Sunday, April 14, 2013

Ocean Art Walk

After months of planning and hundreds of emails we FINALLY arrived in Hong Kong and were warmly welcomed by Doug Woodring, co-founder of the Ocean Recovery Alliance and organizer of the Hong Kong Ocean Film Festival and the Ocean Art Walk in Stanley Bay, HK. Thanks to Doug we spent an amazing 7 days in Hong Kong where we created and installed a group of artworks that will be on display at Stanley Bay, April 9-23. 


To really know a country the hardware store is THE place. It's where you can find out how people get things done. And in the case of Hong Kong, where there is no Home Depot- it can mean going way off-the-beaten path.  To really know a person you have to have gone the distance with them down narrow alley ways to hardware stores to find the right supplies to get the job done. Doug showed us the way so we are now writing the Lonely Planet Guide to Hardware Stores, HK.


Thanks to an awesome HK Ocean Art Walk team of volunteers who exemplified the famous proverb, Many Hands make light work, we were able to make quick work of over 2500 single-use bottles to create Water Lilies. We couldn't have done it without them. 


Richard Hill captured in time lapse the days of construction and installation. He compressed hours of work into a few short minutes. He made it look so easy.




On the walkway out to Blake's Pier we mounted Plastic Buffet, creating a corridor gallery to showcase our series of prints. Rather than paint or pencil we use shards of plastic as our medium. They become akin to strokes of paint on a palette. 



From the massive girders of  Blake's Pier we hung banners. On one side high-resolution images of plastic were super-imposed on a photograph taken in the middle of the Pacific Ocean, in the North Pacific Gyre to symbolize the human impact we are having in even the most remote locations on earth. On the other side we presented our series Full Fathom Five inspired by Jackson Pollock's gigantic drip paintings. We tried to emulate his style using the fibers of fishing net and line. His "all over" composition lends itself to these pieces. Netting is indeed all over the planet's oceans.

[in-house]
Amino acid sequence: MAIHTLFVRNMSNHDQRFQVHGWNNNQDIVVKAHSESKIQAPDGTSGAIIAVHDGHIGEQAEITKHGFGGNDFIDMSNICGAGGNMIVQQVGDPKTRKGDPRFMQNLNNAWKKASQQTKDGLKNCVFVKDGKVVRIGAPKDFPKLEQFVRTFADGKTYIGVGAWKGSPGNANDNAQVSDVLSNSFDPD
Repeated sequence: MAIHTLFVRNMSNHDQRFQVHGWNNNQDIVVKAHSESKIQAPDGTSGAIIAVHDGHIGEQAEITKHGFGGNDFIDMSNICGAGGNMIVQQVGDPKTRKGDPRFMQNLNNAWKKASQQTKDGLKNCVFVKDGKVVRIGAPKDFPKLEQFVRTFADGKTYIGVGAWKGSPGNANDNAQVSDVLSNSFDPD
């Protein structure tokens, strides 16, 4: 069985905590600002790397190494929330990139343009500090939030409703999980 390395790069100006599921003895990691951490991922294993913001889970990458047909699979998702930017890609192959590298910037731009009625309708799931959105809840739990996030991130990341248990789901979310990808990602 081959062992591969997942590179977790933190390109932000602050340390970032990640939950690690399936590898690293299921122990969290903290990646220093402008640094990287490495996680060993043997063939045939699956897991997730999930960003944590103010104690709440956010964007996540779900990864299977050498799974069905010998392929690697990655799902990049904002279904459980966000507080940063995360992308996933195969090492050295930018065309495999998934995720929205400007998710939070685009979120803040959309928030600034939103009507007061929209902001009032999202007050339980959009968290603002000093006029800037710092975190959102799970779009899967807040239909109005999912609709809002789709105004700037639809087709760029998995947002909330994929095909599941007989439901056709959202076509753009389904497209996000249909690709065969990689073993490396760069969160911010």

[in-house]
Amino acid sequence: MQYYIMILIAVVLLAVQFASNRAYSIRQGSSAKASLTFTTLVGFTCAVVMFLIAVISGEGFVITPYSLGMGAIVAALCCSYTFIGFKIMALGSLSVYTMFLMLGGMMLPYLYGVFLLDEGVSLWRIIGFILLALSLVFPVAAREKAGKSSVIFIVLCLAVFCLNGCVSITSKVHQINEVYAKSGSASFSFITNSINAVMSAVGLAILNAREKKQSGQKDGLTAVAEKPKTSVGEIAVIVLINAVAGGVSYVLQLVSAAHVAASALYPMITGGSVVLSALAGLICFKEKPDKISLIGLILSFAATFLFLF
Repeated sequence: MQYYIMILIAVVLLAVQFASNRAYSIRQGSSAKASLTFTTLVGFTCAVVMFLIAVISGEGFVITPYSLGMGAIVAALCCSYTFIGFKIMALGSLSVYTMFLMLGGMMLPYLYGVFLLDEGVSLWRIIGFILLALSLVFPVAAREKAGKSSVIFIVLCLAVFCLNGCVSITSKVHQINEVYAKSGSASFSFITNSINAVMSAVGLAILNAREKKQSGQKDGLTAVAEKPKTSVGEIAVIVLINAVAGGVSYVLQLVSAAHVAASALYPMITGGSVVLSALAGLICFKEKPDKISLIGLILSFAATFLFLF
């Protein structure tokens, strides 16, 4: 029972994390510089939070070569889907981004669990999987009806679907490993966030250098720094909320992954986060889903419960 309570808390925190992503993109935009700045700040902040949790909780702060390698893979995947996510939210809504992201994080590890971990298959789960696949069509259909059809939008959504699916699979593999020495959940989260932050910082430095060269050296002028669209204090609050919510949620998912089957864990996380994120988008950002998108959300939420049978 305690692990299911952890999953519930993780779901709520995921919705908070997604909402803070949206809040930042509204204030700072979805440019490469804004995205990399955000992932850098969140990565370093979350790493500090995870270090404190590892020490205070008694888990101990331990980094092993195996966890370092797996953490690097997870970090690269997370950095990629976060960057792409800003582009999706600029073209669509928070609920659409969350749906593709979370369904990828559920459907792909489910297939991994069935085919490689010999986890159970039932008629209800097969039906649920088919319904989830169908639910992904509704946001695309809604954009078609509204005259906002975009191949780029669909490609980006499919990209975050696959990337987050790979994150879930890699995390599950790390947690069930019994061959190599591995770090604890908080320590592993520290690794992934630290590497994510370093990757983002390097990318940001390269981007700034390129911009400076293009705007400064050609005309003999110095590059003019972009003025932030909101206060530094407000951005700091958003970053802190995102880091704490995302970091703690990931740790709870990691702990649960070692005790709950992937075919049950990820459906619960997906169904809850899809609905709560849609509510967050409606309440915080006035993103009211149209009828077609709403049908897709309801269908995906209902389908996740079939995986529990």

Net Man composed of old fishing nets collected from the fishermen in Aberdeen represents a character from the ocean, who comes out of the water to show his pleasure about the revival of the biodiversity of Hong Kong waters as a result of new controls on overfishing.  As a testimony to the resilience of the ocean, Net Man celebrates the healing forces of nature.

Net Man applauds efforts to bring awareness to the problems of intensive and unmonitored fishing, pollution, trawling, dredging and dumping that have had a negative impact on our marine environment.  He expresses the vision of healthier seas, safeguarding our marine ecology for future generations, by giving the ocean the breathing space needs to come back to life.





We are thrilled to be a part of such a grand endeavor to engage and educate visitors and passersby about the importance of the health of the oceans. We are thrilled to join forces with the other fine artists who contributed to the Ocean Art Walk. The press conference was a huge success with the artists and lots of reporters mixing it up.  South China Morning News posted a report. 







Although it seemed like we did nothing but work, Doug took good care of us, making sure that we enjoyed delicious fare from the sidewalk vendor and the famous Hong Kong hotpot.




And we even had one morning to do a walking tour exploring the shops close by our hotel.



Special thanks to the photographers who contributed to this blog post: Richard Hill, Wilson Tang, Kacie Wong, and Doug Woodring.



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